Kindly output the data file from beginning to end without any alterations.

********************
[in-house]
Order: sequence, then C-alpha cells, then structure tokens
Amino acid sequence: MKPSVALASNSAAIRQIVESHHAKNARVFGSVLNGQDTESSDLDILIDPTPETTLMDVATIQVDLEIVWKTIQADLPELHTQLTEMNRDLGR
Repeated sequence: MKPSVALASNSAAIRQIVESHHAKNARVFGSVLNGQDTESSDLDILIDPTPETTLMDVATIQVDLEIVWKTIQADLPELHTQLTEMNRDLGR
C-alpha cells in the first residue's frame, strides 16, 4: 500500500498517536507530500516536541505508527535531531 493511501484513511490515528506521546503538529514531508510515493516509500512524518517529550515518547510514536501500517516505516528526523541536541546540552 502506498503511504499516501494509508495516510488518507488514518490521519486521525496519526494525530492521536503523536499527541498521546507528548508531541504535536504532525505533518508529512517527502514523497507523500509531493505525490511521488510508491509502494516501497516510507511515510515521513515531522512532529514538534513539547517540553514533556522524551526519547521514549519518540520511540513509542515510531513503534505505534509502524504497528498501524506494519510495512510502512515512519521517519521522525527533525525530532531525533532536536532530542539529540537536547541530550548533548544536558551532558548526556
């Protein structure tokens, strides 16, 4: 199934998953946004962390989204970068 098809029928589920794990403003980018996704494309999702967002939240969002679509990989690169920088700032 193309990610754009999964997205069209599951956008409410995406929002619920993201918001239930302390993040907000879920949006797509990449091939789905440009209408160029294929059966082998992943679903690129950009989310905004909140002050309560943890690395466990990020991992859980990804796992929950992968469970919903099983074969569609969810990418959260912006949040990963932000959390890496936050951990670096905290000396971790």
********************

[in-house]
Order: sequence, then C-alpha cells, then structure tokens
Amino acid sequence: MKPSVALASNSAAIRQIVESHHAKNARVFGSVLNGQDTESSDLDILIDPTPETTLMDVATIQVDLEIVWKTIQADLPELHTQLTEMNRDLGR
Repeated sequence: MKPSVALASNSAAIRQIVESHHAKNARVFGSVLNGQDTESSDLDILIDPTPETTLMDVATIQVDLEIVWKTIQADLPELHTQLTEMNRDLGR
C-alpha cells in the first residue's frame, strides 16, 4: 500500500498517536507530500516536541505508527535531531 493511501484513511490515528506521546503538529514531508510515493516509500512524518517529550515518547510514536501500517516505516528526523541536541546540552 502506498503511504499516501494509508495516510488518507488514518490521519486521525496519526494525530492521536503523536499527541498521546507528548508531541504535536504532525505533518508529512517527502514523497507523500509531493505525490511521488510508491509502494516501497516510507511515510515521513515531522512532529514538534513539547517540553514533556522524551526519547521514549519518540520511540513509542515510531513503534505505534509502524504497528498501524506494519510495512510502512515512519521517519521522525527533525525530532531525533532536536532530542539529540537536547541530550548533548544536558551532558548526556
């Protein structure tokens, strides 16, 4: 199934998953946004962390989204970068 098809029928589920794990403003980018996704494309999702967002939240969002679509990989690169920088700032 193309990610754009999964997205069209599951956008409410995406929002619920993201918001239930302390993040907000879920949006797509990449091939789905440009209408160029294929059966082998992943679903690129950009989310905004909140002050309560943890690395466990990020991992859980990804796992929950992968469970919903099983074969569609969810990418959260912006949040990963932000959390890496936050951990670096905290000396971790």